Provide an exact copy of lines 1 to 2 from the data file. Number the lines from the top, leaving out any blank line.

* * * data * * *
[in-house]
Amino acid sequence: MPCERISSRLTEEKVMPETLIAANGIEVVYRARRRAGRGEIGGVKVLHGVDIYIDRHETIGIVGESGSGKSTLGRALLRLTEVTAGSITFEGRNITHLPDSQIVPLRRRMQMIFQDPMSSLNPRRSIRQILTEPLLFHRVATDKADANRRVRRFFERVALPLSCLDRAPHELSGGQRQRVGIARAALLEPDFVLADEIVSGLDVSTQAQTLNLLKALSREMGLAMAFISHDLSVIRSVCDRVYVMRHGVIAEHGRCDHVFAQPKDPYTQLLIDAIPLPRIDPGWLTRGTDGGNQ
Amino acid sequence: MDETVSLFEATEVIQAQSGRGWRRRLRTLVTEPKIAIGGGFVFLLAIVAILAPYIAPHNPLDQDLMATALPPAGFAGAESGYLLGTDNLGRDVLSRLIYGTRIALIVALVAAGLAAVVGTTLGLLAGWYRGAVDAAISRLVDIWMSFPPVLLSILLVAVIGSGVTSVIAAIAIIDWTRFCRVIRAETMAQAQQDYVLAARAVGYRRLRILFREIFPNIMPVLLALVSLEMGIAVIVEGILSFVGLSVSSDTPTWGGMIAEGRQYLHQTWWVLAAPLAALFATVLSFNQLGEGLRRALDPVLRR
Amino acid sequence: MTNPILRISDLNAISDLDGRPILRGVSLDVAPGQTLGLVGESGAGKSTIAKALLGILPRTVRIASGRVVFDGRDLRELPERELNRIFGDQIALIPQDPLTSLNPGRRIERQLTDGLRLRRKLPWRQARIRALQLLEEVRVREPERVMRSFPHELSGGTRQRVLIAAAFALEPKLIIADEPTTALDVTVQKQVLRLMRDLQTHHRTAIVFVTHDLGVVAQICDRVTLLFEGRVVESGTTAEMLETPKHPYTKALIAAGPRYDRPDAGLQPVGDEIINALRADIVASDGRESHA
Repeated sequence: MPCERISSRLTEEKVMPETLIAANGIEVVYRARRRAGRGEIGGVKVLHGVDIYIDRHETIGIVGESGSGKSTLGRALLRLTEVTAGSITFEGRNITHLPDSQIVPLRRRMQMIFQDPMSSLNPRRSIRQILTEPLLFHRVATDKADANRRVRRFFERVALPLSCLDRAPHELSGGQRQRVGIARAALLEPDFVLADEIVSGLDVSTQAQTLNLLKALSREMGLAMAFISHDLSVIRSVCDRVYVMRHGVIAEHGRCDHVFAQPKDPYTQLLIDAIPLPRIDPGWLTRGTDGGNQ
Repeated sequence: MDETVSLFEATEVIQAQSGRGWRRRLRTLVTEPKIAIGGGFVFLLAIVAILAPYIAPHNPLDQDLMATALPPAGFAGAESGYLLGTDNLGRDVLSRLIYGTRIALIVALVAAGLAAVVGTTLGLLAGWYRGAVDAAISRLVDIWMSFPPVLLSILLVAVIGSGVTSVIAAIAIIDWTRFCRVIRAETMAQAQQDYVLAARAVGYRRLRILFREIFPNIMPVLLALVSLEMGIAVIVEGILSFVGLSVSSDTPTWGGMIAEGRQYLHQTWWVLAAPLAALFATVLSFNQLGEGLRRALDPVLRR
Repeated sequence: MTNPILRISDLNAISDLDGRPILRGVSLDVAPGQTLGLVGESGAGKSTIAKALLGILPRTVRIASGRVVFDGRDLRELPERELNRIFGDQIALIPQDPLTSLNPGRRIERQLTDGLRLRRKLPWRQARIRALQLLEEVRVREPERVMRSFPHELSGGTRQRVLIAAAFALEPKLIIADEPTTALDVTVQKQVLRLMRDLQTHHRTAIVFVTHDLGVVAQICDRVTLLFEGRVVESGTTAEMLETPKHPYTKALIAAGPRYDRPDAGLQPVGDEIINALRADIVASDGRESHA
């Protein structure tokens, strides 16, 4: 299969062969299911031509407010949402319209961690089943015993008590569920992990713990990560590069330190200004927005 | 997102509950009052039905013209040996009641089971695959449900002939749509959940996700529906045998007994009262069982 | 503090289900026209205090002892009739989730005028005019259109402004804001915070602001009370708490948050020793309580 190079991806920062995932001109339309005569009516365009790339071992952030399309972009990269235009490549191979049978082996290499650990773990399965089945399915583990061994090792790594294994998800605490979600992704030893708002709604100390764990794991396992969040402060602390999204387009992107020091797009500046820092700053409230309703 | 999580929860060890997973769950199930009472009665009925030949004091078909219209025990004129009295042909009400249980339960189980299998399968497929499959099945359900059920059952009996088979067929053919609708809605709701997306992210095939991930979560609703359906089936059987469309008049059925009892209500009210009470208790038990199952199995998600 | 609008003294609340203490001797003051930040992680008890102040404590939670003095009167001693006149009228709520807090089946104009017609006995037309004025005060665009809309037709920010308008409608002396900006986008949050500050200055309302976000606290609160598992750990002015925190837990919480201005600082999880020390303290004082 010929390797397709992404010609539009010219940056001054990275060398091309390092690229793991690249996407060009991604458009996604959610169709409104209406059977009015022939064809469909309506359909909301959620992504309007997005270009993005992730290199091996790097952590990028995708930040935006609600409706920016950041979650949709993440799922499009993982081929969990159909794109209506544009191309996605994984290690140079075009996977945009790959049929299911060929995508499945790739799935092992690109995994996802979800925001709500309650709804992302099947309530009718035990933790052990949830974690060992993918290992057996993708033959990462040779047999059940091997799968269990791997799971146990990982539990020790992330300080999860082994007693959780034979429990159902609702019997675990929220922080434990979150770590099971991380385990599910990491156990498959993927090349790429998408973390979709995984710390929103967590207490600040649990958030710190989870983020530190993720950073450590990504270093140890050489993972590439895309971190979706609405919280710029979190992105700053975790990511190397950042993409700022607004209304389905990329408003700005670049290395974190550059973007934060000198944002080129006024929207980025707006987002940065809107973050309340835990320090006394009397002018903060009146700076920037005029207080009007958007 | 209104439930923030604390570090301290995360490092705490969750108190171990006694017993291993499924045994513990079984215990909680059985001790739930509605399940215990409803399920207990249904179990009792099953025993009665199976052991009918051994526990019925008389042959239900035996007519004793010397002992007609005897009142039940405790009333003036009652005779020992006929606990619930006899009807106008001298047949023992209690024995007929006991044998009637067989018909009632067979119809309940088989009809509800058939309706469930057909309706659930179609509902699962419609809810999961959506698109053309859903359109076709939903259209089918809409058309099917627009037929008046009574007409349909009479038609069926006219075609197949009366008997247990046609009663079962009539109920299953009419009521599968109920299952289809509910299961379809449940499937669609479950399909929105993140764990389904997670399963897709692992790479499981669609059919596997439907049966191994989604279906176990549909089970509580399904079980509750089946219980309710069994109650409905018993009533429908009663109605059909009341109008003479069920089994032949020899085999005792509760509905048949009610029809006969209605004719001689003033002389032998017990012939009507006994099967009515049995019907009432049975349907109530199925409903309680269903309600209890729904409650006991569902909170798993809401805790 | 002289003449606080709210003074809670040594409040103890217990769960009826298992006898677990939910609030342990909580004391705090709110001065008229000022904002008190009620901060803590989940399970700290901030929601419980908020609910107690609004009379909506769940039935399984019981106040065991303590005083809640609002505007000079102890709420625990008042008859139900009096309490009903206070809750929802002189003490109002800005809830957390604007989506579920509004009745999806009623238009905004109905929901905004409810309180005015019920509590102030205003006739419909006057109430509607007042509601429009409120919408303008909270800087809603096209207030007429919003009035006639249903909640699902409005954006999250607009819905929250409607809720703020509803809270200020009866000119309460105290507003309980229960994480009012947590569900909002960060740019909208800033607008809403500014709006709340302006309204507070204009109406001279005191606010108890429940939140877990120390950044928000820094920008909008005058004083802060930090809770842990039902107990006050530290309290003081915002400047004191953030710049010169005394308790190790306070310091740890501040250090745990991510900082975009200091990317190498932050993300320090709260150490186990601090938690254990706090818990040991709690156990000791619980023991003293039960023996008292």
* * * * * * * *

[in-house]
Amino acid sequence: MPCERISSRLTEEKVMPETLIAANGIEVVYRARRRAGRGEIGGVKVLHGVDIYIDRHETIGIVGESGSGKSTLGRALLRLTEVTAGSITFEGRNITHLPDSQIVPLRRRMQMIFQDPMSSLNPRRSIRQILTEPLLFHRVATDKADANRRVRRFFERVALPLSCLDRAPHELSGGQRQRVGIARAALLEPDFVLADEIVSGLDVSTQAQTLNLLKALSREMGLAMAFISHDLSVIRSVCDRVYVMRHGVIAEHGRCDHVFAQPKDPYTQLLIDAIPLPRIDPGWLTRGTDGGNQ